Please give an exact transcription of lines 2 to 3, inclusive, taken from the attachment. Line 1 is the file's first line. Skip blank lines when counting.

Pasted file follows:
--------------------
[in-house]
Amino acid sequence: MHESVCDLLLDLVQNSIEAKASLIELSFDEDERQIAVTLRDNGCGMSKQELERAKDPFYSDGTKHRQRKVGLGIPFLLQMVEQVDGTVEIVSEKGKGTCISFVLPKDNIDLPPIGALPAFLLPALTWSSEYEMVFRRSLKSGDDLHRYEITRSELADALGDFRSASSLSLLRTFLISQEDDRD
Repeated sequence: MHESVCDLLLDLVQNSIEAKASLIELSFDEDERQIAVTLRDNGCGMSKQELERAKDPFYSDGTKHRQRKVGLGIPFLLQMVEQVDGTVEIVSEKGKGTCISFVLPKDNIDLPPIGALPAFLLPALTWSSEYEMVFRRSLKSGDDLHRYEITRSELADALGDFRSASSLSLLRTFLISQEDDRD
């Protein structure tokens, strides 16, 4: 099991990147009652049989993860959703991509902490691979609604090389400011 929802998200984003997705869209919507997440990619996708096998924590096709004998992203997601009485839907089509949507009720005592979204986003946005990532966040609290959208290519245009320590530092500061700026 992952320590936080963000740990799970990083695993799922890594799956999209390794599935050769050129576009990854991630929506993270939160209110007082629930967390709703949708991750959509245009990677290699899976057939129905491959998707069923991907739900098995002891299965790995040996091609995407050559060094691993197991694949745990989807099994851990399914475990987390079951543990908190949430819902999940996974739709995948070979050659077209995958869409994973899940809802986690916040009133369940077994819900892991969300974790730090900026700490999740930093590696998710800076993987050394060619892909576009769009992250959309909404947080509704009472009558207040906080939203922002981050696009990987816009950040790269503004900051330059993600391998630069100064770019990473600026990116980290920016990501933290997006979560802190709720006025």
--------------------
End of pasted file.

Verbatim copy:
Amino acid sequence: MHESVCDLLLDLVQNSIEAKASLIELSFDEDERQIAVTLRDNGCGMSKQELERAKDPFYSDGTKHRQRKVGLGIPFLLQMVEQVDGTVEIVSEKGKGTCISFVLPKDNIDLPPIGALPAFLLPALTWSSEYEMVFRRSLKSGDDLHRYEITRSELADALGDFRSASSLSLLRTFLISQEDDRD
Repeated sequence: MHESVCDLLLDLVQNSIEAKASLIELSFDEDERQIAVTLRDNGCGMSKQELERAKDPFYSDGTKHRQRKVGLGIPFLLQMVEQVDGTVEIVSEKGKGTCISFVLPKDNIDLPPIGALPAFLLPALTWSSEYEMVFRRSLKSGDDLHRYEITRSELADALGDFRSASSLSLLRTFLISQEDDRD